(But boy, did she make that miss count: one day she peed three times while we shopped at Fred Meyer. I had to purchase a third outfit when she messed up the spare, and when she peed in the new one, we were – mercifully – on our way out the door, so I told her “tough luck!” and left her in her damp clothes. I wiped that cart down really well when we left.

But you remember that this was the only miss we had after I stopped putting her in diapers, right? So, just laugh! Don’t let it discourage you.)

Eventually, naps went the same way: she woke up dry often enough that I just stopped putting her in diapers, and after two or three days, she was dry all the way through her nap. Now, I think that nighttime is close: she wakes up dry three or four times a week, so if we could muster up the enthusiasm for a few nights of extra wakings, we might be done with diapers completely for her. We’ll see.

So, you could ask me if we would do it all again and I would say, emphatically, “Yes.” But you don’t need to ask me, really, because I’m going to tell you anyway: stay tuned for Part III, in which I tell you about Sarah’s adventures with EC!

(Cue suspenseful music)

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5 thoughts on “Diaper free, baby!: Lydia’s Adventure

  1. Pingback: Diaper free, baby!: An introduction « the little bird

  2. Katie

    yay for EC! we researched it when rusty was a more settled baby, thanks to your recommendation way back when. we read diaper free baby and diaper free and tried it out. wow — it worked so well!!!! the cues and everything worked great! in just a few days, we were way more in sync with rusty’s signals. and for a few months, almost all his poops were caught in the potty!

    and then …. rusty got active. and decided that he did NOT want to take take potty-tunities if he was busy playing!!!! also, he got uncomfortable being held over the toilet once he was bigger, and he never caught on to the bjorn potty (it’s a toy right now). so, we’re in a very long potty pause i suppose. it’s been a few months since we stopped trying at all. we quit because rusty made it clear he wasn’t into it anymore, which is guess is part of the elimination “communication” aspect.

    interestingly, i’ve had other friends with boys who quit at right around the same age.

    we’ll definitely give it another go with a future child. i really do think it works, but i also think it requires a LOT of diligence for the parents. and appropriate pants and diapers (we were using snappis and prefolds with soakers, which are a pain to put on and take off quickly!).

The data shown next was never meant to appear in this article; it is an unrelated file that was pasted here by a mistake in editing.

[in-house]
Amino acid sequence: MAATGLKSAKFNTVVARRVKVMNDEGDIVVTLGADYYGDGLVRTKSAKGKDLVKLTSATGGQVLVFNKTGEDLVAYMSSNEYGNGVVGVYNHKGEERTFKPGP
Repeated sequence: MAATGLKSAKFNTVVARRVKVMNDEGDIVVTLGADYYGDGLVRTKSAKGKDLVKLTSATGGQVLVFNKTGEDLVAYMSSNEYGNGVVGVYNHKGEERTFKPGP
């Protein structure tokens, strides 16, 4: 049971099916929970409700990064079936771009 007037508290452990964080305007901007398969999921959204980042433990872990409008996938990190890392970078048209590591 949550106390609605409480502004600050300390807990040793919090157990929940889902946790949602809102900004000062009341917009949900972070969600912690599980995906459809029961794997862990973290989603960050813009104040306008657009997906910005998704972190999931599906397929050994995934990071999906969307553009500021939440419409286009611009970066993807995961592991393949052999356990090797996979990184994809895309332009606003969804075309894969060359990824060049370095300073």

anyhow, enough from me!

    here are things i’d love to read about someday:

    * your vbac
    * your thoughts/experiences with babies and sleep (sleep is a big topic in our household!!!!) … i realize this CAN be a controversial topic, but i’m always look for new insights. : )

    Reply
  3. Thea

    Mobility was definitely one of the setbacks we encountered, and I think Lydia went back into diapers for part of it. One thing we did to keep going was to continue cueing her when we knew she was going potty, even if she was in a diaper at the time. That way you’re at least communicating about it, even if you’re not catching it.

    So don’t give up hope! Even if he doesn’t go back to full-on EC, what you have done will be a big help when potty-training rolls around, I’m sure.

    And prefolds are a challenge: we didn’t use them much around the house (mostly doubled, for naps), but instead used snapped fitted diapers without a cover, if she wasn’t in trainers.

    I’ll try and fire off an email to you soon about the other topics! I’m so glad that you guys gave EC a go, though.

    Reply
  4. Pingback: Diaper Free, Baby!: And lastly, Sarah. « the little bird

  5. eliminationcommunication

    Thanks for the condensed version. They do make long over due misses count don’t they?

    We are 21 months into EC and one thing I seem to think differently about is the “potty pauses”. I guess looking back it is no different than when they need to hold your hand even though they can walk. Know what I mean? Sometimes they just need help to get across uneven terrain, up that extra high step, down a steep incline, or just lean on your when they are tired.

    Part III is my next stop 🙂

    Reply